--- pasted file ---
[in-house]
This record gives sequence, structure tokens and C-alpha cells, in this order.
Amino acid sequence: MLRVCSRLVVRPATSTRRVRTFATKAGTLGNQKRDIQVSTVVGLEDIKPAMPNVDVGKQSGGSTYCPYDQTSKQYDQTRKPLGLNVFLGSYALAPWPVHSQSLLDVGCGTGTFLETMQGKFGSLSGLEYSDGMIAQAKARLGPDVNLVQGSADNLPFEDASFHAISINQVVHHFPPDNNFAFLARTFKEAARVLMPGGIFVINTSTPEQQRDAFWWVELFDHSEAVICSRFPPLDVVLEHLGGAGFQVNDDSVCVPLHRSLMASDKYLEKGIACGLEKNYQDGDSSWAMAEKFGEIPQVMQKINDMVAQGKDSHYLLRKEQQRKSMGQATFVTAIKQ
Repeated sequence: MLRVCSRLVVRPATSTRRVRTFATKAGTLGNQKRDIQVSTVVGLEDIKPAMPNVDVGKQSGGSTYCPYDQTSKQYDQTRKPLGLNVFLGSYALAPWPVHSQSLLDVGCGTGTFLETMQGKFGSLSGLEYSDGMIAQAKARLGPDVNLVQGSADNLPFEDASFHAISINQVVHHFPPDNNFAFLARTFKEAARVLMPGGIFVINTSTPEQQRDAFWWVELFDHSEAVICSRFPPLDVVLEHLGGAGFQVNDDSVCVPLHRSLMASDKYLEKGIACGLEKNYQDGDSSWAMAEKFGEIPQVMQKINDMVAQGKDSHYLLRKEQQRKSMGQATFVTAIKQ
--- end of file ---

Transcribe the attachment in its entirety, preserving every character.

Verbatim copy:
[in-house]
This record gives sequence, structure tokens and C-alpha cells, in this order.
Amino acid sequence: MLRVCSRLVVRPATSTRRVRTFATKAGTLGNQKRDIQVSTVVGLEDIKPAMPNVDVGKQSGGSTYCPYDQTSKQYDQTRKPLGLNVFLGSYALAPWPVHSQSLLDVGCGTGTFLETMQGKFGSLSGLEYSDGMIAQAKARLGPDVNLVQGSADNLPFEDASFHAISINQVVHHFPPDNNFAFLARTFKEAARVLMPGGIFVINTSTPEQQRDAFWWVELFDHSEAVICSRFPPLDVVLEHLGGAGFQVNDDSVCVPLHRSLMASDKYLEKGIACGLEKNYQDGDSSWAMAEKFGEIPQVMQKINDMVAQGKDSHYLLRKEQQRKSMGQATFVTAIKQ
Repeated sequence: MLRVCSRLVVRPATSTRRVRTFATKAGTLGNQKRDIQVSTVVGLEDIKPAMPNVDVGKQSGGSTYCPYDQTSKQYDQTRKPLGLNVFLGSYALAPWPVHSQSLLDVGCGTGTFLETMQGKFGSLSGLEYSDGMIAQAKARLGPDVNLVQGSADNLPFEDASFHAISINQVVHHFPPDNNFAFLARTFKEAARVLMPGGIFVINTSTPEQQRDAFWWVELFDHSEAVICSRFPPLDVVLEHLGGAGFQVNDDSVCVPLHRSLMASDKYLEKGIACGLEKNYQDGDSSWAMAEKFGEIPQVMQKINDMVAQGKDSHYLLRKEQQRKSMGQATFVTAIKQ